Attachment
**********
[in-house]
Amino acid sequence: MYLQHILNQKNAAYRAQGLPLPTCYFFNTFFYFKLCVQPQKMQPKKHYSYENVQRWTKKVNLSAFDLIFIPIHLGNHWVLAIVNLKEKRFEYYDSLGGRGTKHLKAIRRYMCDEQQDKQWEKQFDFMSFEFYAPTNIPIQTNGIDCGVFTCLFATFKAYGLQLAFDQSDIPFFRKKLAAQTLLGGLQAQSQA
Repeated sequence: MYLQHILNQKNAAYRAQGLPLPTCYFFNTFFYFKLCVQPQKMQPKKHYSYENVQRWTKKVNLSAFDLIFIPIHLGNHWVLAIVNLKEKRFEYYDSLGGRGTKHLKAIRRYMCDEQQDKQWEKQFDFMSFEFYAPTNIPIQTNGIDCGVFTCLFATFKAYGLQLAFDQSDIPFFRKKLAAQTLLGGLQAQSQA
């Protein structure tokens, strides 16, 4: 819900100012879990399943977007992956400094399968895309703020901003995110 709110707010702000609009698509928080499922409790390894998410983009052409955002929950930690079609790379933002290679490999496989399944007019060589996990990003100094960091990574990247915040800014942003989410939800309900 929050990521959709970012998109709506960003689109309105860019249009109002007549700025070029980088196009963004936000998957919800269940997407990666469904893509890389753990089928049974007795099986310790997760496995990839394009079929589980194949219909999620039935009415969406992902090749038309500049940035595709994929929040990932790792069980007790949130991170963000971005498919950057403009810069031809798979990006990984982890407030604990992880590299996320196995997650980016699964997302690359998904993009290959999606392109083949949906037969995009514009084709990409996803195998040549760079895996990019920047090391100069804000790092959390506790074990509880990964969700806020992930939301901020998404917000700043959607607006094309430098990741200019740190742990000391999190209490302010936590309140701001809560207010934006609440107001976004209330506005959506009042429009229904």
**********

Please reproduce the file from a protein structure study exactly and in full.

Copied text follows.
[in-house]
Amino acid sequence: MYLQHILNQKNAAYRAQGLPLPTCYFFNTFFYFKLCVQPQKMQPKKHYSYENVQRWTKKVNLSAFDLIFIPIHLGNHWVLAIVNLKEKRFEYYDSLGGRGTKHLKAIRRYMCDEQQDKQWEKQFDFMSFEFYAPTNIPIQTNGIDCGVFTCLFATFKAYGLQLAFDQSDIPFFRKKLAAQTLLGGLQAQSQA
Repeated sequence: MYLQHILNQKNAAYRAQGLPLPTCYFFNTFFYFKLCVQPQKMQPKKHYSYENVQRWTKKVNLSAFDLIFIPIHLGNHWVLAIVNLKEKRFEYYDSLGGRGTKHLKAIRRYMCDEQQDKQWEKQFDFMSFEFYAPTNIPIQTNGIDCGVFTCLFATFKAYGLQLAFDQSDIPFFRKKLAAQTLLGGLQAQSQA
């Protein structure tokens, strides 16, 4: 819900100012879990399943977007992956400094399968895309703020901003995110 709110707010702000609009698509928080499922409790390894998410983009052409955002929950930690079609790379933002290679490999496989399944007019060589996990990003100094960091990574990247915040800014942003989410939800309900 929050990521959709970012998109709506960003689109309105860019249009109002007549700025070029980088196009963004936000998957919800269940997407990666469904893509890389753990089928049974007795099986310790997760496995990839394009079929589980194949219909999620039935009415969406992902090749038309500049940035595709994929929040990932790792069980007790949130991170963000971005498919950057403009810069031809798979990006990984982890407030604990992880590299996320196995997650980016699964997302690359998904993009290959999606392109083949949906037969995009514009084709990409996803195998040549760079895996990019920047090391100069804000790092959390506790074990509880990964969700806020992930939301901020998404917000700043959607607006094309430098990741200019740190742990000391999190209490302010936590309140701001809560207010934006609440107001976004209330506005959506009042429009229904």